"Single bullet, entry and exit wounds. I've got compresses on both. I've put a blanket around her and elevated her feet. She's still losing blood."

"Ten-four. Also, State Patrol's responding. They've got two cruisers dispatched to assist."

"I copy that. Out."

Cork crawled toward Dross. Her face was pale, bloodless.

"A few more minutes, Marsha. Help's on the way."

She seemed focused on the sky above them both. She whispered something.

"What?" Cork leaned close.

"Star light, star bright..."

Cork lifted his eyes. The sun had finally set and the eastern sky was turning inky. He saw the evening star, a glowing ember caught against the rising wall of night.

From a distance came the thin, welcome howl of a siren.

Cork looked down at his deputy and remembered what she'd said: that he loved this work. At the moment, she couldn't have been more wrong. Her eyes had closed. He felt at her neck and found the pulse so faint he could barely detect it.

Then her eyes opened slowly. Her lips moved. Cork bent to her again.

"Next time," she whispered, "you drive." Copyright © 2005 by William Kent Krueger

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Introduction

Reading Group Guide

Mercy Falls

By William Kent Krueger

About the Book

Lured to the nearby Ojibwe reservation on what appears to be a routine domestic disturbance call, Tamarack County Sheriff Cork O'Connor finds himself the target of a sniper's deadly fire. Barely escaping with his life, he's soon called to investigate a seemingly unrelated incident: the mutilated body of Eddie Jacoby, a wealthy Chicago businessman who had been negotiating an unpopular casino contract, found perched above the raging waters of Mercy Falls. But once Cork discovers an old and passionate tie between one of the Jacoby sons and his own wife, Jo, he begins to suspect that the events in Aurora have a darker, more personal motive than he could ever have imagined.

Discussion Questions:

1. The prologue opens with Cork's wife, disoriented and woozy, coming upon her husband standing over a recently killed dead body. At this moment, what do you suspect has happened? How much of what you suspected was true in the end?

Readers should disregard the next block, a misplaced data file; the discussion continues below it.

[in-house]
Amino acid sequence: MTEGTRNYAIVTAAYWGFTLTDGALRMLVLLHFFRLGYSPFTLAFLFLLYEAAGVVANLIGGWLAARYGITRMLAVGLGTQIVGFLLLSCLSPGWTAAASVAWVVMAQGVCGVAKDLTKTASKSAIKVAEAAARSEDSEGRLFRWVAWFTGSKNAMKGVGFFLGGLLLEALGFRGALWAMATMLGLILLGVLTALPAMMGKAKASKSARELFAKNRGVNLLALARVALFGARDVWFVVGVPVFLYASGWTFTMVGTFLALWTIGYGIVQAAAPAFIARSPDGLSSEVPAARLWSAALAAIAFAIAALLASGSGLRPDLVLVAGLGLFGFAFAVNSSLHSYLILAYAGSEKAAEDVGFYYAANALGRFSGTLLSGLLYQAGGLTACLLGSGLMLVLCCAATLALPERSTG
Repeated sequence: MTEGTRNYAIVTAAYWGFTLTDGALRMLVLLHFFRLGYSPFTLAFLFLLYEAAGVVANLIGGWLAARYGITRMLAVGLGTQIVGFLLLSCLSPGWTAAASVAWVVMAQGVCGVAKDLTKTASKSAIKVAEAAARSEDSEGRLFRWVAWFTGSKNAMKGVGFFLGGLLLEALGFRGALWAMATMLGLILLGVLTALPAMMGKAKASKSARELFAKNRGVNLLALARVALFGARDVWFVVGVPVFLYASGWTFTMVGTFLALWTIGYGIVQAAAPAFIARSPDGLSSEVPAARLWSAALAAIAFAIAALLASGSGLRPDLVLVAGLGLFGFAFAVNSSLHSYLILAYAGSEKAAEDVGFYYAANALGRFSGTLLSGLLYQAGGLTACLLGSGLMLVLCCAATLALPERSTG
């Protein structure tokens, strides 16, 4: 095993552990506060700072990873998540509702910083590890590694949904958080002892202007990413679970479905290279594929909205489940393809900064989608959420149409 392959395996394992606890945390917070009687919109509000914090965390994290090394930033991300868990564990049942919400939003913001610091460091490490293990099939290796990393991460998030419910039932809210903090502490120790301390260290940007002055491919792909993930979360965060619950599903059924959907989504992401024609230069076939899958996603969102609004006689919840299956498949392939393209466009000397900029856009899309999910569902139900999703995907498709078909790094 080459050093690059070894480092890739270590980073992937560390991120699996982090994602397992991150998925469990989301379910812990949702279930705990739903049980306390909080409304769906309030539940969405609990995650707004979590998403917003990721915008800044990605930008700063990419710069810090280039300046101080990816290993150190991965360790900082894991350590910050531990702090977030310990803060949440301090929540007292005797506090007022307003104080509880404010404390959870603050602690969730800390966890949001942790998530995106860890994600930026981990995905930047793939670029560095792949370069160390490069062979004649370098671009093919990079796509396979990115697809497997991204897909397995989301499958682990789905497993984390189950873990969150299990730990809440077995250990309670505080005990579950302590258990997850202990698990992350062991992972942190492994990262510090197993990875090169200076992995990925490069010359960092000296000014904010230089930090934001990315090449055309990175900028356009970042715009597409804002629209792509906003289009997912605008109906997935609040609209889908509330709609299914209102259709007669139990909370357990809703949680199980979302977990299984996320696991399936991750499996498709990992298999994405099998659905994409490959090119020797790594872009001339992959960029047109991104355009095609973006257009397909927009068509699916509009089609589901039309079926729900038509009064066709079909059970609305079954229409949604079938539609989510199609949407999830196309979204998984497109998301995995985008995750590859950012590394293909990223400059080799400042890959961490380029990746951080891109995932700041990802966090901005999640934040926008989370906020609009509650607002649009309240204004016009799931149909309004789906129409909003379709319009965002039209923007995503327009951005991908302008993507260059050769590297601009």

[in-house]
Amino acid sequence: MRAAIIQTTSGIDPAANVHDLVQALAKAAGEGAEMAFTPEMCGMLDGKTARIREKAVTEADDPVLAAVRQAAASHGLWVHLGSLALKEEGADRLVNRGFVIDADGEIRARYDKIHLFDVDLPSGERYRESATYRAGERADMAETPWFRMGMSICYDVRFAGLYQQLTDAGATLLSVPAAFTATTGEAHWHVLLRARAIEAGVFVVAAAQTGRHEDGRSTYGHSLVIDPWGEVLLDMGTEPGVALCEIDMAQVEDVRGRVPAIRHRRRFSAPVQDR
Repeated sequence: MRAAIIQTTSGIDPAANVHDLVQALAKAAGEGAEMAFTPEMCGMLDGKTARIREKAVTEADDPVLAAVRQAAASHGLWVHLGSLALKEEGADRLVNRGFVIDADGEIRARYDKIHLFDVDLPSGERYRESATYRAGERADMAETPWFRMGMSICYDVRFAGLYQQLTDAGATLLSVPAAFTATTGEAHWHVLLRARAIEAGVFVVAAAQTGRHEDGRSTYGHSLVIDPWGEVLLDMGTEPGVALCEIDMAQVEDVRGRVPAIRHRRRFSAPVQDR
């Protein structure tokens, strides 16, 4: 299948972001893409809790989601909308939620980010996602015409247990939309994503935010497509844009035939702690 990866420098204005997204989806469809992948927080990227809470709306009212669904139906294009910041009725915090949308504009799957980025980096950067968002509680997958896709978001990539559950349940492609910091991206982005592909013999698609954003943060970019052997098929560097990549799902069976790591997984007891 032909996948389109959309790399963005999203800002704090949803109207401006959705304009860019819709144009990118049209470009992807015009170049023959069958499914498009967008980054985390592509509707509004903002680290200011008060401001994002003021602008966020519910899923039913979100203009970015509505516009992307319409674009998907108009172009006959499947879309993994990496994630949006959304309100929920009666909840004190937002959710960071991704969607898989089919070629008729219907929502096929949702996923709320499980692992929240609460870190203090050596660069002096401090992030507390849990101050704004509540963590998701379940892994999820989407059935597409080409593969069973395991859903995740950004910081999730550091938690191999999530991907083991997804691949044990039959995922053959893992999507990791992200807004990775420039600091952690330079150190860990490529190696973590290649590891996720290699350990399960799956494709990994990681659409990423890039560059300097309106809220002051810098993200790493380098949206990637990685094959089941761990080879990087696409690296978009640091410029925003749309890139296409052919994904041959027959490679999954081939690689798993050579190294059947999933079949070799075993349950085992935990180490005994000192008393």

2. Cork is of both Irish and Native American heritage. What are some of the stereotypical prejudices against those cultures? How does Cork's heritage get used against him? How does it help him? Compare the prejudices Cork faces to other ethnicities' prejudices — how do they differ and how are they the same?

3. When the body of Eddie Jacoby is discovered, the police find that it has been brutally mutilated — after he was killed. Was the description of the body difficult to read? What does the mutilation reveal about the killer? How do we know that Eddie has been in trouble before?

4. Cork asks, "Fourteen stab wounds, castration, anddrugs. Cigarette butts with lipstick. Could it be we're dealing with a woman?" (p. 74) What do we know about the killer at this point? Did you believe the killer to be a man or a woman at this point in the story?

5. Discuss Cork's reaction when he learns Ben Jacoby is an old flame of his wife Jo's. Is Cork suspicious? Why doesn't Jo ask Eddie if he is related to Ben, a significant man from her past, who had thoroughly broken her heart?

6. Ben presents his reappearance in Jo's life as fate. How much of a coincidence is it really? What are Ben's motives in re-establishing contact with Jo? Is Jo tempted to leave Cork?